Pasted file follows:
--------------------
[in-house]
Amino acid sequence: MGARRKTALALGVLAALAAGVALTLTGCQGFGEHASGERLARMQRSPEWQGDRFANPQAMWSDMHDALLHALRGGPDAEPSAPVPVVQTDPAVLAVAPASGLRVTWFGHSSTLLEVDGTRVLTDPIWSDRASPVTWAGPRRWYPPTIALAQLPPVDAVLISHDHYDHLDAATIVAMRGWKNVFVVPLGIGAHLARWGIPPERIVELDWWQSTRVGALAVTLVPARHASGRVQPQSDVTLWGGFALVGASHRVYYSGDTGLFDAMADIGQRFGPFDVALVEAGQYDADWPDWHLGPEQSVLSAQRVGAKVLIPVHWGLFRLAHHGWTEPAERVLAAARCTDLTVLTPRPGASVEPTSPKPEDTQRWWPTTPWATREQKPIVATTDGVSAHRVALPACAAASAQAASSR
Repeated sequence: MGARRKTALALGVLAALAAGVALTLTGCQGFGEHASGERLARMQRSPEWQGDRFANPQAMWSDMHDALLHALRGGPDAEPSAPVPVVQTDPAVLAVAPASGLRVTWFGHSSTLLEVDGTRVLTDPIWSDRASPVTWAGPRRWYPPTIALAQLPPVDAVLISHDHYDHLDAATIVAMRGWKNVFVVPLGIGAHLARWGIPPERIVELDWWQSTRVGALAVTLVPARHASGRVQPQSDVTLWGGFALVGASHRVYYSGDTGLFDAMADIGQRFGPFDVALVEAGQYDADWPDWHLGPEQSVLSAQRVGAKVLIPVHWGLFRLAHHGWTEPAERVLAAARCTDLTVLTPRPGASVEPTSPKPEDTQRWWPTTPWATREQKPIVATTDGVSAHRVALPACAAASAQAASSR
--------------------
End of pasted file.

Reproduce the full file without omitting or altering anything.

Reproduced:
[in-house]
Amino acid sequence: MGARRKTALALGVLAALAAGVALTLTGCQGFGEHASGERLARMQRSPEWQGDRFANPQAMWSDMHDALLHALRGGPDAEPSAPVPVVQTDPAVLAVAPASGLRVTWFGHSSTLLEVDGTRVLTDPIWSDRASPVTWAGPRRWYPPTIALAQLPPVDAVLISHDHYDHLDAATIVAMRGWKNVFVVPLGIGAHLARWGIPPERIVELDWWQSTRVGALAVTLVPARHASGRVQPQSDVTLWGGFALVGASHRVYYSGDTGLFDAMADIGQRFGPFDVALVEAGQYDADWPDWHLGPEQSVLSAQRVGAKVLIPVHWGLFRLAHHGWTEPAERVLAAARCTDLTVLTPRPGASVEPTSPKPEDTQRWWPTTPWATREQKPIVATTDGVSAHRVALPACAAASAQAASSR
Repeated sequence: MGARRKTALALGVLAALAAGVALTLTGCQGFGEHASGERLARMQRSPEWQGDRFANPQAMWSDMHDALLHALRGGPDAEPSAPVPVVQTDPAVLAVAPASGLRVTWFGHSSTLLEVDGTRVLTDPIWSDRASPVTWAGPRRWYPPTIALAQLPPVDAVLISHDHYDHLDAATIVAMRGWKNVFVVPLGIGAHLARWGIPPERIVELDWWQSTRVGALAVTLVPARHASGRVQPQSDVTLWGGFALVGASHRVYYSGDTGLFDAMADIGQRFGPFDVALVEAGQYDADWPDWHLGPEQSVLSAQRVGAKVLIPVHWGLFRLAHHGWTEPAERVLAAARCTDLTVLTPRPGASVEPTSPKPEDTQRWWPTTPWATREQKPIVATTDGVSAHRVALPACAAASAQAASSR